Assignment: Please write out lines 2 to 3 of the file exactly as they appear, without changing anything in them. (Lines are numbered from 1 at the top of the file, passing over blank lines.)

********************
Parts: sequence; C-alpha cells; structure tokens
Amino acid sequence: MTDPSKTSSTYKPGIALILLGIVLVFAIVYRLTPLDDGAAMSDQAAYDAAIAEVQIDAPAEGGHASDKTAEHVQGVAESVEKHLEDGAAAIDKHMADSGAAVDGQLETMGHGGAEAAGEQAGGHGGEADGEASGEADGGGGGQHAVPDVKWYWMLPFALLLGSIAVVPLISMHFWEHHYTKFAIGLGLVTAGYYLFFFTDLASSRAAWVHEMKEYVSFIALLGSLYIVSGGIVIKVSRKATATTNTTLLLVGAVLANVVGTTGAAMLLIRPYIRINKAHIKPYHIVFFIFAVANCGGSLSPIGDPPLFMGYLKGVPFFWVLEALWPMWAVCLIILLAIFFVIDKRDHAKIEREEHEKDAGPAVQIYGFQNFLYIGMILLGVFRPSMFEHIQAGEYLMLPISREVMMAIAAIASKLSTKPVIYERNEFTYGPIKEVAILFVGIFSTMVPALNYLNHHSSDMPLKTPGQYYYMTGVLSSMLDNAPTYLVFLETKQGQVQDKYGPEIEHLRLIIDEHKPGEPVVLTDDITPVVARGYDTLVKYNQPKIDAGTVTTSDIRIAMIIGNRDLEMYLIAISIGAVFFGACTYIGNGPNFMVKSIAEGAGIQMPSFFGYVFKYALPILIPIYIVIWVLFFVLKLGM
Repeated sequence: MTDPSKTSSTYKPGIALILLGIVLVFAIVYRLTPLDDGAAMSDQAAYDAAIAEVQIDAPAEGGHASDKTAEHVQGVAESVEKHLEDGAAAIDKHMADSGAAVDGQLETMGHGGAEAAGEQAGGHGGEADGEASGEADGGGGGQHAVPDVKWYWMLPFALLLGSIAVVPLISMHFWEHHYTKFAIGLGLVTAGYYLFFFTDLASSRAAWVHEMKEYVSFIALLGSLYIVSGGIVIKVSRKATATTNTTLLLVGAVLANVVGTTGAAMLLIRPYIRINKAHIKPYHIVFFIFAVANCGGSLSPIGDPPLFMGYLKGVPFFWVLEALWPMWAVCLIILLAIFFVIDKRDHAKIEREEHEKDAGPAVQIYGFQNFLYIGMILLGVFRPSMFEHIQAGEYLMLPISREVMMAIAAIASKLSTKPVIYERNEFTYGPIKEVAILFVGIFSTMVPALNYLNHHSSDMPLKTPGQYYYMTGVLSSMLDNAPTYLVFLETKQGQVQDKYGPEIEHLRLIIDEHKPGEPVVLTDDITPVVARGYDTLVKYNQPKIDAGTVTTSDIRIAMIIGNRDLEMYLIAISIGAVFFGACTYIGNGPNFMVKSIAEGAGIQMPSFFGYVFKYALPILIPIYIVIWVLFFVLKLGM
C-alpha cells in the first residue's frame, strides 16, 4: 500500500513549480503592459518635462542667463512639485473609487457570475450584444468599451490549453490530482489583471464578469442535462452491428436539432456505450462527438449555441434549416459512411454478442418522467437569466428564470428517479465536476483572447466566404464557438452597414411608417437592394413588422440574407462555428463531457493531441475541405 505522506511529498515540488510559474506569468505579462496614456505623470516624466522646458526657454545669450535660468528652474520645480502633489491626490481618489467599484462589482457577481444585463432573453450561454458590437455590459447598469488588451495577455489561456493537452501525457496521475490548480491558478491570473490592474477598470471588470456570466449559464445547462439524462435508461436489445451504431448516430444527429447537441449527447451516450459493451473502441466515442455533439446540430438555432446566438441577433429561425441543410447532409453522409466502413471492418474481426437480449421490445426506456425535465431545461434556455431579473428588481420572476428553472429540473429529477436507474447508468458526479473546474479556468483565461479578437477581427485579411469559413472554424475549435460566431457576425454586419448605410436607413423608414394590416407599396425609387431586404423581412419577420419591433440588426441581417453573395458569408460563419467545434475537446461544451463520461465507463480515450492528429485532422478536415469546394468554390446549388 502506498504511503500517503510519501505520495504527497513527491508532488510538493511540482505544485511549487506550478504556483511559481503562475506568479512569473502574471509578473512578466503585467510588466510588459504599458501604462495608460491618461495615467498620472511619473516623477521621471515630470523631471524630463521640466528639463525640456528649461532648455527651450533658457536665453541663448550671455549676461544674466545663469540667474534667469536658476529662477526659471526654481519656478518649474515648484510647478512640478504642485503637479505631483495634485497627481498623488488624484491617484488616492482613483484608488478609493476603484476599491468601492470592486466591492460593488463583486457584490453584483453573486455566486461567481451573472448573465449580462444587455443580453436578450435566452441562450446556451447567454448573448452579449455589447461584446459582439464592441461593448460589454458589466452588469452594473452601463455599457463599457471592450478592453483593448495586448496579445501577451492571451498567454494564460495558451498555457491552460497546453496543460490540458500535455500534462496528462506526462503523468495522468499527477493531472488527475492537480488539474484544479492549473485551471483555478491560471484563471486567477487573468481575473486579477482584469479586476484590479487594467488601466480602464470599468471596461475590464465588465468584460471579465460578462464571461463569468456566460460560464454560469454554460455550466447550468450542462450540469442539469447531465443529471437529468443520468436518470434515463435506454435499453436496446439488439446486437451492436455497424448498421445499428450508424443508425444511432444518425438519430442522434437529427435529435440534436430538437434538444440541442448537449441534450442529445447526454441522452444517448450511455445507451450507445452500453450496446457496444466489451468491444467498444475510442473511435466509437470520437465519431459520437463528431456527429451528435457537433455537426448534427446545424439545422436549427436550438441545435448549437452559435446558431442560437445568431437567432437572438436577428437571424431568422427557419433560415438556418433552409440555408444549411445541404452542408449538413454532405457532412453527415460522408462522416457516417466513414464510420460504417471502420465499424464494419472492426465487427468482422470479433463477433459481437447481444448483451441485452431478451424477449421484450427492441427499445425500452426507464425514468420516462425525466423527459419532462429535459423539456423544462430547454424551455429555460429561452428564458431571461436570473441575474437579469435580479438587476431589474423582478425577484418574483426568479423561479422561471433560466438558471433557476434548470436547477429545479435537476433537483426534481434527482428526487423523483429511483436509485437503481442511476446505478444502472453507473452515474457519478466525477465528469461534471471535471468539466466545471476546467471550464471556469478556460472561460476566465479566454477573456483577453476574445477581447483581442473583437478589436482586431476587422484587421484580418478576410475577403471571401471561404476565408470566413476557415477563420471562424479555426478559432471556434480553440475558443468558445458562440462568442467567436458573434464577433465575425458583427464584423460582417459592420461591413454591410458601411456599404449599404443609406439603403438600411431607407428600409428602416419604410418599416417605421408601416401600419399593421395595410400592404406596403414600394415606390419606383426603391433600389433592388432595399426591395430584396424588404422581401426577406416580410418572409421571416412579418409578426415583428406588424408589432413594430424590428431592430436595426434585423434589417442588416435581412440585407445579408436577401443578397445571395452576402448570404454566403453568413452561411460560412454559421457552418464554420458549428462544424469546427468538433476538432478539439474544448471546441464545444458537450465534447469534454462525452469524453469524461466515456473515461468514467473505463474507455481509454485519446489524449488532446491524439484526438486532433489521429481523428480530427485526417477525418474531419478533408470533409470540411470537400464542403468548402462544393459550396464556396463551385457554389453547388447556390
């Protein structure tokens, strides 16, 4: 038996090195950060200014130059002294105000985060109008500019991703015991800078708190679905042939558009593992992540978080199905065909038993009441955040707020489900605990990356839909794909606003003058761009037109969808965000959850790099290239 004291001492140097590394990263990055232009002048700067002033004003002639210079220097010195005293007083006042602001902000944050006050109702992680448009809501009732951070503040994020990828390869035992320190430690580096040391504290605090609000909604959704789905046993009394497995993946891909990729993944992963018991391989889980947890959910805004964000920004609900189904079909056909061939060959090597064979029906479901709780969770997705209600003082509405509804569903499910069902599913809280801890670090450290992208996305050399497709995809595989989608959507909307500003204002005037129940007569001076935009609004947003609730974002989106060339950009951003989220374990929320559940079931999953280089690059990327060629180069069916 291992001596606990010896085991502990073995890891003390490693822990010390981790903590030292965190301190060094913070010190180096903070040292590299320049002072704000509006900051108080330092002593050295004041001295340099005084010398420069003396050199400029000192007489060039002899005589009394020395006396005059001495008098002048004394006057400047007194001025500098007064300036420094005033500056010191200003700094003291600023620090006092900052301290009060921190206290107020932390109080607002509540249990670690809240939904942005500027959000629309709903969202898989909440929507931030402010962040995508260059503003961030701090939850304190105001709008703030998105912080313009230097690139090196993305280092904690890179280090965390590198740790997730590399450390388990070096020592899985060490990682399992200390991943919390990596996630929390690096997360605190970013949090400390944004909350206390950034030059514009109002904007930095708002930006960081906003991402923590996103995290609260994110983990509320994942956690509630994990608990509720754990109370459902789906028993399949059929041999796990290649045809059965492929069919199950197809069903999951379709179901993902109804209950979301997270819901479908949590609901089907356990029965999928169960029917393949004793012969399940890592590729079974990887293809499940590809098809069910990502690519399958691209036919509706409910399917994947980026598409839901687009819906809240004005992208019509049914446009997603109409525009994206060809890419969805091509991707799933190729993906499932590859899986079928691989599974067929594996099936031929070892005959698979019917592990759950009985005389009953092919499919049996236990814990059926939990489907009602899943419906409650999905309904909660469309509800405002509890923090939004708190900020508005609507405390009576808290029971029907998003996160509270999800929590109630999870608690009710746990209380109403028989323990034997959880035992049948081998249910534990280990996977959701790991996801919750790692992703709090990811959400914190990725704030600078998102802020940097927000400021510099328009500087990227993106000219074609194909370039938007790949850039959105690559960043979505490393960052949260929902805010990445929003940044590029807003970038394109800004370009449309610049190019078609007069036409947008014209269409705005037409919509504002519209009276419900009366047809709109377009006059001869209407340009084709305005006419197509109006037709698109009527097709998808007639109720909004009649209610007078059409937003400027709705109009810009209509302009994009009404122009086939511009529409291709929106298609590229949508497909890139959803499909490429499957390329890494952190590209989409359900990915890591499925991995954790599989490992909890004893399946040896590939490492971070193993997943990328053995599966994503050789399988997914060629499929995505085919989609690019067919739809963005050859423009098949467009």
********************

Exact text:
Amino acid sequence: MTDPSKTSSTYKPGIALILLGIVLVFAIVYRLTPLDDGAAMSDQAAYDAAIAEVQIDAPAEGGHASDKTAEHVQGVAESVEKHLEDGAAAIDKHMADSGAAVDGQLETMGHGGAEAAGEQAGGHGGEADGEASGEADGGGGGQHAVPDVKWYWMLPFALLLGSIAVVPLISMHFWEHHYTKFAIGLGLVTAGYYLFFFTDLASSRAAWVHEMKEYVSFIALLGSLYIVSGGIVIKVSRKATATTNTTLLLVGAVLANVVGTTGAAMLLIRPYIRINKAHIKPYHIVFFIFAVANCGGSLSPIGDPPLFMGYLKGVPFFWVLEALWPMWAVCLIILLAIFFVIDKRDHAKIEREEHEKDAGPAVQIYGFQNFLYIGMILLGVFRPSMFEHIQAGEYLMLPISREVMMAIAAIASKLSTKPVIYERNEFTYGPIKEVAILFVGIFSTMVPALNYLNHHSSDMPLKTPGQYYYMTGVLSSMLDNAPTYLVFLETKQGQVQDKYGPEIEHLRLIIDEHKPGEPVVLTDDITPVVARGYDTLVKYNQPKIDAGTVTTSDIRIAMIIGNRDLEMYLIAISIGAVFFGACTYIGNGPNFMVKSIAEGAGIQMPSFFGYVFKYALPILIPIYIVIWVLFFVLKLGM
Repeated sequence: MTDPSKTSSTYKPGIALILLGIVLVFAIVYRLTPLDDGAAMSDQAAYDAAIAEVQIDAPAEGGHASDKTAEHVQGVAESVEKHLEDGAAAIDKHMADSGAAVDGQLETMGHGGAEAAGEQAGGHGGEADGEASGEADGGGGGQHAVPDVKWYWMLPFALLLGSIAVVPLISMHFWEHHYTKFAIGLGLVTAGYYLFFFTDLASSRAAWVHEMKEYVSFIALLGSLYIVSGGIVIKVSRKATATTNTTLLLVGAVLANVVGTTGAAMLLIRPYIRINKAHIKPYHIVFFIFAVANCGGSLSPIGDPPLFMGYLKGVPFFWVLEALWPMWAVCLIILLAIFFVIDKRDHAKIEREEHEKDAGPAVQIYGFQNFLYIGMILLGVFRPSMFEHIQAGEYLMLPISREVMMAIAAIASKLSTKPVIYERNEFTYGPIKEVAILFVGIFSTMVPALNYLNHHSSDMPLKTPGQYYYMTGVLSSMLDNAPTYLVFLETKQGQVQDKYGPEIEHLRLIIDEHKPGEPVVLTDDITPVVARGYDTLVKYNQPKIDAGTVTTSDIRIAMIIGNRDLEMYLIAISIGAVFFGACTYIGNGPNFMVKSIAEGAGIQMPSFFGYVFKYALPILIPIYIVIWVLFFVLKLGM